“The idea of microsegmentation goes against the grain of social services where people don’t like to discriminate between different types of the condition because it is a spectrum. But the spectrum goes from people who need 24/7 care to people like Gary McKinnon,” Somerville explains.
“So that is a vast range of abilities and obviously not all of those individuals need the same sort of package.”
Somerville hopes the research will help establish the escapable costs of autism through early and appropriate interventions.
“For the first time the minister will have at his disposal a menu of costed interventions and will be able to understand what kind of return, talking in purely financial terms, the Government will get for an investment in a particular area.”
And yet, while Scotland is actively trying to improve its understanding of autism, Somerville says some parts of Europe still don’t recognise that it exists.
“Europe is enormous and there is an enormous range of people but in practice, some people don’t recognise autism exists. Some of the eastern European countries are back in the Middle Ages in their attitudes to disability and the French treat it as something which you can basically control rather than support.”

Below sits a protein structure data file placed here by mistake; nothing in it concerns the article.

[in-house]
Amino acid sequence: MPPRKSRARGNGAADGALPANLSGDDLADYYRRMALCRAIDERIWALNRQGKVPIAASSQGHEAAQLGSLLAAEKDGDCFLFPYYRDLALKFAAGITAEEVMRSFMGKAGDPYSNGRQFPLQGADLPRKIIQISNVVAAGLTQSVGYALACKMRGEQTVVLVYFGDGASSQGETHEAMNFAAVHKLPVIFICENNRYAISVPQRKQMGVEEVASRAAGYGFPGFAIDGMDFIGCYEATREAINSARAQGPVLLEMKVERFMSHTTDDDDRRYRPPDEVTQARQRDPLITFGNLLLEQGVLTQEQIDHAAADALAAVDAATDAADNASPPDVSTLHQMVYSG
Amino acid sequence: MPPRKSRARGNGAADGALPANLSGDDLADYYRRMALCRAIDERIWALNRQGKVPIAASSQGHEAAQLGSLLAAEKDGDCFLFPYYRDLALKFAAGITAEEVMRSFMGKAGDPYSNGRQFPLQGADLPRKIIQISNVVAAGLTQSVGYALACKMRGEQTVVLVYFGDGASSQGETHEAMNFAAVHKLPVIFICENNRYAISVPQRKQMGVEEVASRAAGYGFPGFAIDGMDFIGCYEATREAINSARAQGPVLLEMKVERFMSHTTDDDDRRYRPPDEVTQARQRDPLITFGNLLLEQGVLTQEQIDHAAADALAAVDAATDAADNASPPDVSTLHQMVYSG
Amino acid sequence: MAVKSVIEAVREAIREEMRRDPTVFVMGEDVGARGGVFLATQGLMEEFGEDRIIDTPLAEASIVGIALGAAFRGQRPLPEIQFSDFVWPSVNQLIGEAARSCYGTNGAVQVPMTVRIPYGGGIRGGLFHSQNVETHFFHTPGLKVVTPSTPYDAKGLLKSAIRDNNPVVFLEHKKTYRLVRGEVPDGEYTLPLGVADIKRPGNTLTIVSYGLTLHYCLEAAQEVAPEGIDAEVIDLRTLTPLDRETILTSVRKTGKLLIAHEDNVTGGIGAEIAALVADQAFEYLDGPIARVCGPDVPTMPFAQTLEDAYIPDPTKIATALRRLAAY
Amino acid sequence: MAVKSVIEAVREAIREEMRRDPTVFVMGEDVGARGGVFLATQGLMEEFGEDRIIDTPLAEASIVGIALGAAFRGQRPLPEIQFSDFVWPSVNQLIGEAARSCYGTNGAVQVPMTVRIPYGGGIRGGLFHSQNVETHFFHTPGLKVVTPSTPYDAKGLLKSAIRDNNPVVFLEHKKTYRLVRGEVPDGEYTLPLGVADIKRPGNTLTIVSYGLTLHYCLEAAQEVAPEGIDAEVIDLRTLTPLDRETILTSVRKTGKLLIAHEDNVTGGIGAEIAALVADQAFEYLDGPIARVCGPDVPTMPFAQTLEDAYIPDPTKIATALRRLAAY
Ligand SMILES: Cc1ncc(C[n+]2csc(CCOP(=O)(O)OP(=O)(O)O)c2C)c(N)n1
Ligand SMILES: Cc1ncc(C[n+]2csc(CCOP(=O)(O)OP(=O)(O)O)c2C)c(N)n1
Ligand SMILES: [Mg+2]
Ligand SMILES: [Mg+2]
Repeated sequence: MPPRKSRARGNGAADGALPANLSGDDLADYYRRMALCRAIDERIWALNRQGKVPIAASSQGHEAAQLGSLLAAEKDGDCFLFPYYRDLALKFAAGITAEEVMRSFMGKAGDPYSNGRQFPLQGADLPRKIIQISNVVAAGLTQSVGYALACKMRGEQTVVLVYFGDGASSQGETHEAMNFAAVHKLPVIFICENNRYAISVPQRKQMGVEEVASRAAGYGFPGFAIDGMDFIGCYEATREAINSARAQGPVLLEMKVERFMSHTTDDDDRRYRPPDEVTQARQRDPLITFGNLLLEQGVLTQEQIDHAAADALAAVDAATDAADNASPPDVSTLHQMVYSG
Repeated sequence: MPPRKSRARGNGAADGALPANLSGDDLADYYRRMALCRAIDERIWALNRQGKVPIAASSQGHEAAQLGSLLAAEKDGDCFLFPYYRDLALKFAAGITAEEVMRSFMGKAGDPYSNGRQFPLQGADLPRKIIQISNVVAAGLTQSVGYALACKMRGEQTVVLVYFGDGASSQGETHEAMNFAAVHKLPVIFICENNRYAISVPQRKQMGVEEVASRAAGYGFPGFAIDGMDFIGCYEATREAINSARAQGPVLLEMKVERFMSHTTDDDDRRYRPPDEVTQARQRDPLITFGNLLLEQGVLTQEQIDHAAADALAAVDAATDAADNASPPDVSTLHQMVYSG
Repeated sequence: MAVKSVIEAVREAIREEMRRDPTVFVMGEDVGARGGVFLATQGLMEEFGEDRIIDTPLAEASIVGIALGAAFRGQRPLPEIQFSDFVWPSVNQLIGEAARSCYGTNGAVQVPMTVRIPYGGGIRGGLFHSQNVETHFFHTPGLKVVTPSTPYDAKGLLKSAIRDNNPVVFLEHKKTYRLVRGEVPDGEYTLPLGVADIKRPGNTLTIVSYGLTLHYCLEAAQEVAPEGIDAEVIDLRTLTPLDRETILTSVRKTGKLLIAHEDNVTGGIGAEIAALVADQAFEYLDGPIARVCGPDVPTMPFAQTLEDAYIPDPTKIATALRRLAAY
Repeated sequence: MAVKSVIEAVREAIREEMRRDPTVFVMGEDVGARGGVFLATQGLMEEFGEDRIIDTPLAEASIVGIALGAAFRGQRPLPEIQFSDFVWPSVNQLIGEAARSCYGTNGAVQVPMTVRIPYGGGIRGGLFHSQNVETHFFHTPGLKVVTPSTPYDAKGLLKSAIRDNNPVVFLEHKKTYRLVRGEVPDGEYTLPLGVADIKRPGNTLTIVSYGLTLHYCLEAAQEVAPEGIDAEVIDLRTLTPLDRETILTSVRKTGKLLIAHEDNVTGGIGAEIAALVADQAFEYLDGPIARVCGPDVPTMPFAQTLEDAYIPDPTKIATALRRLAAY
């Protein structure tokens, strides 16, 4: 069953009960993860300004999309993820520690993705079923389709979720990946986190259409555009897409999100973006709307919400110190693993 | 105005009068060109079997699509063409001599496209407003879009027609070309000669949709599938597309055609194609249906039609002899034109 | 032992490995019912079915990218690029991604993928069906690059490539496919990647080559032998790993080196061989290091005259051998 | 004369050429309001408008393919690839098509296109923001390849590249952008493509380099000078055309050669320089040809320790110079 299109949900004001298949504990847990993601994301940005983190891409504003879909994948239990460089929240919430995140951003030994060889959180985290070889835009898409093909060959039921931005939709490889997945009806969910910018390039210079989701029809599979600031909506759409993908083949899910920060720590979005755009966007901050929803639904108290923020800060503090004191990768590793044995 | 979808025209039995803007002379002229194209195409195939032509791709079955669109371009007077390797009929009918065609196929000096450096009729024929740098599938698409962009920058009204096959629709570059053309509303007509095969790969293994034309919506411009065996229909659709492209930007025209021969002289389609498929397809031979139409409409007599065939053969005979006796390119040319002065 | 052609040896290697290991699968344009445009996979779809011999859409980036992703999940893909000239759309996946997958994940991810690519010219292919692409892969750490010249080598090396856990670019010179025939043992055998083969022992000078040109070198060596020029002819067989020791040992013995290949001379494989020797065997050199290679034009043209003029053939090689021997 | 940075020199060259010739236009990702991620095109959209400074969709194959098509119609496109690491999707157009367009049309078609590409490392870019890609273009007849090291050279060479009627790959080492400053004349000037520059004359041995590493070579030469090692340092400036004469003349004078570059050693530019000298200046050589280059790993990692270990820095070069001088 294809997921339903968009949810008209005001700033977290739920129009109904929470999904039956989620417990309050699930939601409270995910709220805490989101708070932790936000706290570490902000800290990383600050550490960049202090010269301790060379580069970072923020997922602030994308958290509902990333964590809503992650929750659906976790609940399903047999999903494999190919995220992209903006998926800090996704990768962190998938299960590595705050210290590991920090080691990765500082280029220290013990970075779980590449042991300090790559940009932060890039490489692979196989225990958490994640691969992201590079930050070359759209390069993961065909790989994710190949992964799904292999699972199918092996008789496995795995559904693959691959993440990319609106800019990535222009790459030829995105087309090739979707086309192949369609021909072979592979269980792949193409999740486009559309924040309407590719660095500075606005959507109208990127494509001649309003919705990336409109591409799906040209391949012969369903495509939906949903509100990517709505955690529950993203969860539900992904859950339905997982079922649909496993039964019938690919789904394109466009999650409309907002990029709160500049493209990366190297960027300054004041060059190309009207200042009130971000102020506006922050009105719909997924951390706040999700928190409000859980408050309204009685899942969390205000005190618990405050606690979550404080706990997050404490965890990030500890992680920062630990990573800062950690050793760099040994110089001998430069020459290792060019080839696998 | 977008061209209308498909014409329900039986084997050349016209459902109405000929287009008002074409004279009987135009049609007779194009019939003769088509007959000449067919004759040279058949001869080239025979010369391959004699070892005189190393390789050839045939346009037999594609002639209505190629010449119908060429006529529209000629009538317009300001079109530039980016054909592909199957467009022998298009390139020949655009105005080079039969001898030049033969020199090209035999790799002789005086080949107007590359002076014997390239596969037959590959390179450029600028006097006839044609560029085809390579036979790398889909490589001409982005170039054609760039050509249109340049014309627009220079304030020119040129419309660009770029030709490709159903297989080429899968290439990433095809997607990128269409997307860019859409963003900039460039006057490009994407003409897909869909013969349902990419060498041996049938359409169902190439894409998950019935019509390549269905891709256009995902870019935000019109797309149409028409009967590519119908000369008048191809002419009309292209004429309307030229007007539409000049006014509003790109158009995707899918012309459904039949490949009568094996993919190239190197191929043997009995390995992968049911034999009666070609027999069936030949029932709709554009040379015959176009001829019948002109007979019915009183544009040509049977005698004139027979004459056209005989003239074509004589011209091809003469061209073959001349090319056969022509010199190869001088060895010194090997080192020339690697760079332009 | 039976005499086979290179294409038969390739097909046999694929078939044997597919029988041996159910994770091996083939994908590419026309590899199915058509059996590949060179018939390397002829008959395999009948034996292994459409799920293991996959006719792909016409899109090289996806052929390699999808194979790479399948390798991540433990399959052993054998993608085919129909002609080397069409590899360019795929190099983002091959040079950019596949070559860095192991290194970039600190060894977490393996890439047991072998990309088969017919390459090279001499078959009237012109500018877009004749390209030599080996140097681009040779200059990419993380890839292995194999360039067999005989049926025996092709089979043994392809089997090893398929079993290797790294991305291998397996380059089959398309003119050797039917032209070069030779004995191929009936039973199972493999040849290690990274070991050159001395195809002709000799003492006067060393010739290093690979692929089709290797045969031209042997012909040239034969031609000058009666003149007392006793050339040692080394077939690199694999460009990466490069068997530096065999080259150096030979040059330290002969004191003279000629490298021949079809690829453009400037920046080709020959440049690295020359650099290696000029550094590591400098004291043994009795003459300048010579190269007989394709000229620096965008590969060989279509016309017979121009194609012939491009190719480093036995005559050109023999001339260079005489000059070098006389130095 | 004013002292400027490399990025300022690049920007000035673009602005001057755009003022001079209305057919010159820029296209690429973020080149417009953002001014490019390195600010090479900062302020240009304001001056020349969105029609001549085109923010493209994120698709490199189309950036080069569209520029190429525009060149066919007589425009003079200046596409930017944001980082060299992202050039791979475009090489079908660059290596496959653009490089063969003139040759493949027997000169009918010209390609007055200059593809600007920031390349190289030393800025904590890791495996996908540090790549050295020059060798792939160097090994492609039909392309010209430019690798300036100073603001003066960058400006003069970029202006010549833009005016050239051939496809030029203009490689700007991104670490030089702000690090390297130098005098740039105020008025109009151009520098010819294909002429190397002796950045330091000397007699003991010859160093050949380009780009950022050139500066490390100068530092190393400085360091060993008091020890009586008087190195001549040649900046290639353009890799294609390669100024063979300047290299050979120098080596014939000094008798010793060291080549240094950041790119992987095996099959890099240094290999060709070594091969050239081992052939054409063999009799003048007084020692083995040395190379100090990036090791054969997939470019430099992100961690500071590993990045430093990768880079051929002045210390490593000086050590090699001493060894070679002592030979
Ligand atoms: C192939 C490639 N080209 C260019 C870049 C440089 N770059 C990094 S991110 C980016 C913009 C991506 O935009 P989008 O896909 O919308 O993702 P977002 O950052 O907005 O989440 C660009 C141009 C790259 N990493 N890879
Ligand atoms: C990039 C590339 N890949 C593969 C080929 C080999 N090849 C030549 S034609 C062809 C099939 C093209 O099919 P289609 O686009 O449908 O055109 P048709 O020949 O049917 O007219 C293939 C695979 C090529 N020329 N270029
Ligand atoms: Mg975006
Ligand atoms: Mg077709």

However, while he says the fuse burns slowly in Europe, he believes they are open to big ideas.
Somerville is keen to export the success of the Scottish strategy, as well as those from around the UK, and as such the Celtic Nations Autism Partnership will be hosting a reception at the European Parliament in Brussels on 6 November about the potential for an autism strategy for Europe.
“There is a vast range of things that are going on and there is genuine interest that there are these four tiny wee countries on the edge of Europe who are in agreement, broadly, about the way to do it,” he says.
While this longer-term strategic thinking and planning is undoubtedly important, back at home, Hopkins says the key message for them is that little changes can also make a big difference.